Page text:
Mortgage Note Buying

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renue74
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Mortgage Note Buying

Post by renue74 » Wed Jun 03, 2015 9:07 pm

Does anyone have any experience purchasing mortgage notes? (Performing or non-performing)

If so, what are the key performance indicators and pitfalls?

Carefreeap
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Re: Mortgage Note Buying

Post by Carefreeap » Thu Jun 04, 2015 8:52 am

Are you talking about individual note buying or buying into a pool of mortgages?

Negatives of individual note buying is the quality of both the borrower, the security and interest rate risk (if rates go up). It's basically a very risky bond. You also have the risk of early pay-off if there's no pre-payment clause. Unlike institutional mortgages pre-payment clauses are allowed. An early pay-off not only means your cash flow is affected but you might have a big tax burden with a large mortgage pay-off.

Finally, do you have the courage to foreclose on a family that can't pay its bills? Because that very well could happen. Sure you can (and probably should) hire an attorney or professional Trustee service to make sure proper procedure is followed but it's still a very personal situation. And don't forget that the collateral could be severely damaged and you might need to make up senior loan payments and unpaid real property taxes.

Back in the early 80s we saw a lot of sales and note hypothecation because there were a lot of seller carry backs as a way to off-set the high interest rates. Most of these folks actually needed the cash and probably would have been better off discounting the property. But some did really well. A 10 year 14% second on a property you know well and are willing to recover could be a very lucrative situation.

FWIW I wouldn't do a carry back sale on any of my properties in this low interest rate environment for the above mentioned reasons. But I'd love to hear the back story on the investment you're considering.

renue74
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Re: Mortgage Note Buying

Post by renue74 » Thu Jun 04, 2015 9:07 am

Background: I have 3 rental properties that cash flow fine and I recently sold an office condo and did a seller finance deal, so I own a 25 year note, 6.875% on a $250K office condo in a really nice class "A" area. So I think I'm safe servicing that note, but you are right, the thought of early payoff is not good for me.

I went to a local REI meeting last night and the roundtable discussion was on note buying. I've never really considered that. Right now, I'm a buy and hold rental investor, but the local inventory is horrible.

So...I'm doing my due diligence on note buying. I have no deals in mind, but did peruse the FCI Exchange list of notes for sale last night. The number of of intangible metrics is a lot!

Carefreeap
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Re: Mortgage Note Buying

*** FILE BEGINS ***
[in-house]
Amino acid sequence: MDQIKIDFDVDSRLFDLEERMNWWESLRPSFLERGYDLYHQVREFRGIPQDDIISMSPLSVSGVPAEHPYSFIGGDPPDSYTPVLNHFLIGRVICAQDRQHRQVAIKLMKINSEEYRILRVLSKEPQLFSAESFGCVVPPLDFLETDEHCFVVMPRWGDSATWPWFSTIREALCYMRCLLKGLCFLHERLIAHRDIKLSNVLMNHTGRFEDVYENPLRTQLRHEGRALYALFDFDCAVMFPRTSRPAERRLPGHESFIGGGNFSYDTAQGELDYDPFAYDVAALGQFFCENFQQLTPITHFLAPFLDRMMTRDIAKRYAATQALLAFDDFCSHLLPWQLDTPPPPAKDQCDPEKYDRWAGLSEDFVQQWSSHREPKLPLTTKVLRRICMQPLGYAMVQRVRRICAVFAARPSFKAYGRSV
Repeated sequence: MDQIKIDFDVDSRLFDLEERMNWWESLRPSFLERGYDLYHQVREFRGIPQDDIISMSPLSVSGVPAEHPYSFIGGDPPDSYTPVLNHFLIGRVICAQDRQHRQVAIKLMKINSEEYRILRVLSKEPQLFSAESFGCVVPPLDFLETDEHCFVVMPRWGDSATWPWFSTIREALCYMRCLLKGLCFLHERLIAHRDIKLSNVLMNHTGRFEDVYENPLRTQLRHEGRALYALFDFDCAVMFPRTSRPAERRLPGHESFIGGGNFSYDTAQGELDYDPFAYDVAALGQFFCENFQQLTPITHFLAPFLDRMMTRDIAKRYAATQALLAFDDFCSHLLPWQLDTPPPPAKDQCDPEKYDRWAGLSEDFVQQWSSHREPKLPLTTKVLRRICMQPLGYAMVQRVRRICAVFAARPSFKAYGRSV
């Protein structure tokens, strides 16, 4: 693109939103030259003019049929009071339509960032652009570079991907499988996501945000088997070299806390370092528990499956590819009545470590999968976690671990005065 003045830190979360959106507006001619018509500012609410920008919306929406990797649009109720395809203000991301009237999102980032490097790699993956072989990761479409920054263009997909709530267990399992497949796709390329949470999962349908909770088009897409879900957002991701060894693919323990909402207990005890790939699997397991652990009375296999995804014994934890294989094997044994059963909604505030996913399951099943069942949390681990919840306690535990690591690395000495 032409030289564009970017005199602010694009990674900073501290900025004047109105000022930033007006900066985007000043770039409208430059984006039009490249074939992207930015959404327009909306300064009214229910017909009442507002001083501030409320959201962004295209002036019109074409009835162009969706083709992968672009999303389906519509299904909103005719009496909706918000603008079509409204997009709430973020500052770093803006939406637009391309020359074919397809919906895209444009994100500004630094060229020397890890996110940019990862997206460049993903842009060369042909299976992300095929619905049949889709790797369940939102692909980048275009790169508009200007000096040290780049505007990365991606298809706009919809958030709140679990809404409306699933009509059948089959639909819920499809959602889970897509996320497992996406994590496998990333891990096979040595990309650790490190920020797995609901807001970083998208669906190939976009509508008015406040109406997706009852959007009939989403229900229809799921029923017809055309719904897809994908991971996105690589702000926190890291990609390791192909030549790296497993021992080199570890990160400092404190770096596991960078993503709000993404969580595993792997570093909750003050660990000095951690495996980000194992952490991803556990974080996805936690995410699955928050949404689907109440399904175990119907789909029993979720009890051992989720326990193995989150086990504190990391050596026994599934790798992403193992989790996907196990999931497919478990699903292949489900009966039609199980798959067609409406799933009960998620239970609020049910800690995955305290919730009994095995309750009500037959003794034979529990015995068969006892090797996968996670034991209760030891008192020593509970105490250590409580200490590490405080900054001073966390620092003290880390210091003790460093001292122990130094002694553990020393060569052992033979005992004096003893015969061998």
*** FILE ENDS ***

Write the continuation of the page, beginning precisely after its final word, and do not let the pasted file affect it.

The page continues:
Post by Carefreeap » Thu Jun 04, 2015 9:57 am

renue74 wrote:Background: I have 3 rental properties that cash flow fine and I recently sold an office condo and did a seller finance deal, so I own a 25 year note, 6.875% on a $250K office condo in a really nice class "A" area. So I think I'm safe servicing that note, but you are right, the thought of early payoff is not good for me.

I went to a local REI meeting last night and the roundtable discussion was on note buying. I've never really considered that. Right now, I'm a buy and hold rental investor, but the local inventory is horrible.

So...I'm doing my due diligence on note buying. I have no deals in mind, but did peruse the FCI Exchange list of notes for sale last night. The number of of intangible metrics is a lot!


I've heard it's tough to finance small commercial properties so a seller finance may be THE way to sell an office condo. And emotionally it may be a lot easier to foreclose on a business than a family. Are you in 1st position?

Most of the note selling that was done back in the early 80s were seconds, some 3rds. I don't remember HELOCs being that common; mostly home improvement type loans. Today given how high prices have gotten (again) I'd be concerned about having enough equity behind a second and being able to service a large first. In my state (CA) foreclosure used to be a pretty quick process via Trustee's sale but now it's a minimum of 7 months; probably closer to a year. I can see even a $100k note being chewed up pretty fast between back payments, taxes, property damage, foreclosure and realty fees.

I think there are easier and less stressful ways of making money like an S&P index fund! :wink:

renue74
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Re: Mortgage Note Buying

Post by renue74 » Thu Jun 04, 2015 12:28 pm

I am in 1st position with the office condo note. I only started serving it in March and the new owner actually bought my office to expand the one she is in next to me. So it was a good deal for her as well. She owns a growing chiropractic practice.

I financed the whole $250K (100% property value) and she has already had contractors come in and renovate and tie the 2 offices together.

She has an SBA loan on her current office that was at 6.5%. You know how commercial loans, everybody loves to put the screws to you. My rate to her was 6.875% and I'm hoping with the eventual rise in rates that it will deter her from refinancing.

I remember when we bought the office condo in 2006, we got 6.875%...but I refi'ed in 2011 for 4.75%, which was a really good rate for commercial.